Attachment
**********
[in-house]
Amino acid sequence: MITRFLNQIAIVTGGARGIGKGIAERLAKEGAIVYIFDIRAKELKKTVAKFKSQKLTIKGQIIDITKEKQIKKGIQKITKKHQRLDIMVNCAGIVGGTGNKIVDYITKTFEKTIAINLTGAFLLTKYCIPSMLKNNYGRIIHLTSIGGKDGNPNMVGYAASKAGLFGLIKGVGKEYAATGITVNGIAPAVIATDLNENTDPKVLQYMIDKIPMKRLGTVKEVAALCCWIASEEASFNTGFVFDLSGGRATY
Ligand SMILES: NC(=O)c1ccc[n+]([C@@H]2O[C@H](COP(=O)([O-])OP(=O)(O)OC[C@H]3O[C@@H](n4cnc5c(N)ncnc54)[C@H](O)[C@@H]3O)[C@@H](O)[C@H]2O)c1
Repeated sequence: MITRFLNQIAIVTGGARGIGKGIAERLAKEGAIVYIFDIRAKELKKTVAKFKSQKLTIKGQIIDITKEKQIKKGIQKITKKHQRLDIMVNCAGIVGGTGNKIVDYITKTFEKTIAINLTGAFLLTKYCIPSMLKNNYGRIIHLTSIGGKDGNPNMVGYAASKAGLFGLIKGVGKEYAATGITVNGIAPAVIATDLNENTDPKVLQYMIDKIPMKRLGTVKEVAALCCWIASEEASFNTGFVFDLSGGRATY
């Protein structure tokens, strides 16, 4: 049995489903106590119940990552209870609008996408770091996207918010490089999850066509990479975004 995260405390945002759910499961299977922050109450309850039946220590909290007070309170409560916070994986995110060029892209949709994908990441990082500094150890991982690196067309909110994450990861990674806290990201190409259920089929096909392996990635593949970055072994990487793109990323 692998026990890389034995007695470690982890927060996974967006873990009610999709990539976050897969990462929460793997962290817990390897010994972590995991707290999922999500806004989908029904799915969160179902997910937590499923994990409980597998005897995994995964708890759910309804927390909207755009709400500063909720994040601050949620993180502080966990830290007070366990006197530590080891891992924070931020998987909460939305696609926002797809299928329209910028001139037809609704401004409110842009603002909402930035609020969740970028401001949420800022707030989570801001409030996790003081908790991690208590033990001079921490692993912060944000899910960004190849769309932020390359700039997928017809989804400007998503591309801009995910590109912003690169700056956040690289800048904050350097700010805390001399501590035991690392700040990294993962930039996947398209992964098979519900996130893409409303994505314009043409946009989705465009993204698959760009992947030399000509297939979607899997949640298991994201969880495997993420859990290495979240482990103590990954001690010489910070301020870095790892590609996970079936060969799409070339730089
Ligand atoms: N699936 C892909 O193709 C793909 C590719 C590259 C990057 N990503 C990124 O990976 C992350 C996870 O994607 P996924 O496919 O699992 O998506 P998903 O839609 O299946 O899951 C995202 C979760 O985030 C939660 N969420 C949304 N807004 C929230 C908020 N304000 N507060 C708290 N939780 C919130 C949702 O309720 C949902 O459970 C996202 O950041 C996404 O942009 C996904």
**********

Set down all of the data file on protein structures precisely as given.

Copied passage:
[in-house]
Amino acid sequence: MITRFLNQIAIVTGGARGIGKGIAERLAKEGAIVYIFDIRAKELKKTVAKFKSQKLTIKGQIIDITKEKQIKKGIQKITKKHQRLDIMVNCAGIVGGTGNKIVDYITKTFEKTIAINLTGAFLLTKYCIPSMLKNNYGRIIHLTSIGGKDGNPNMVGYAASKAGLFGLIKGVGKEYAATGITVNGIAPAVIATDLNENTDPKVLQYMIDKIPMKRLGTVKEVAALCCWIASEEASFNTGFVFDLSGGRATY
Ligand SMILES: NC(=O)c1ccc[n+]([C@@H]2O[C@H](COP(=O)([O-])OP(=O)(O)OC[C@H]3O[C@@H](n4cnc5c(N)ncnc54)[C@H](O)[C@@H]3O)[C@@H](O)[C@H]2O)c1
Repeated sequence: MITRFLNQIAIVTGGARGIGKGIAERLAKEGAIVYIFDIRAKELKKTVAKFKSQKLTIKGQIIDITKEKQIKKGIQKITKKHQRLDIMVNCAGIVGGTGNKIVDYITKTFEKTIAINLTGAFLLTKYCIPSMLKNNYGRIIHLTSIGGKDGNPNMVGYAASKAGLFGLIKGVGKEYAATGITVNGIAPAVIATDLNENTDPKVLQYMIDKIPMKRLGTVKEVAALCCWIASEEASFNTGFVFDLSGGRATY
């Protein structure tokens, strides 16, 4: 049995489903106590119940990552209870609008996408770091996207918010490089999850066509990479975004 995260405390945002759910499961299977922050109450309850039946220590909290007070309170409560916070994986995110060029892209949709994908990441990082500094150890991982690196067309909110994450990861990674806290990201190409259920089929096909392996990635593949970055072994990487793109990323 692998026990890389034995007695470690982890927060996974967006873990009610999709990539976050897969990462929460793997962290817990390897010994972590995991707290999922999500806004989908029904799915969160179902997910937590499923994990409980597998005897995994995964708890759910309804927390909207755009709400500063909720994040601050949620993180502080966990830290007070366990006197530590080891891992924070931020998987909460939305696609926002797809299928329209910028001139037809609704401004409110842009603002909402930035609020969740970028401001949420800022707030989570801001409030996790003081908790991690208590033990001079921490692993912060944000899910960004190849769309932020390359700039997928017809989804400007998503591309801009995910590109912003690169700056956040690289800048904050350097700010805390001399501590035991690392700040990294993962930039996947398209992964098979519900996130893409409303994505314009043409946009989705465009993204698959760009992947030399000509297939979607899997949640298991994201969880495997993420859990290495979240482990103590990954001690010489910070301020870095790892590609996970079936060969799409070339730089
Ligand atoms: N699936 C892909 O193709 C793909 C590719 C590259 C990057 N990503 C990124 O990976 C992350 C996870 O994607 P996924 O496919 O699992 O998506 P998903 O839609 O299946 O899951 C995202 C979760 O985030 C939660 N969420 C949304 N807004 C929230 C908020 N304000 N507060 C708290 N939780 C919130 C949702 O309720 C949902 O459970 C996202 O950041 C996404 O942009 C996904």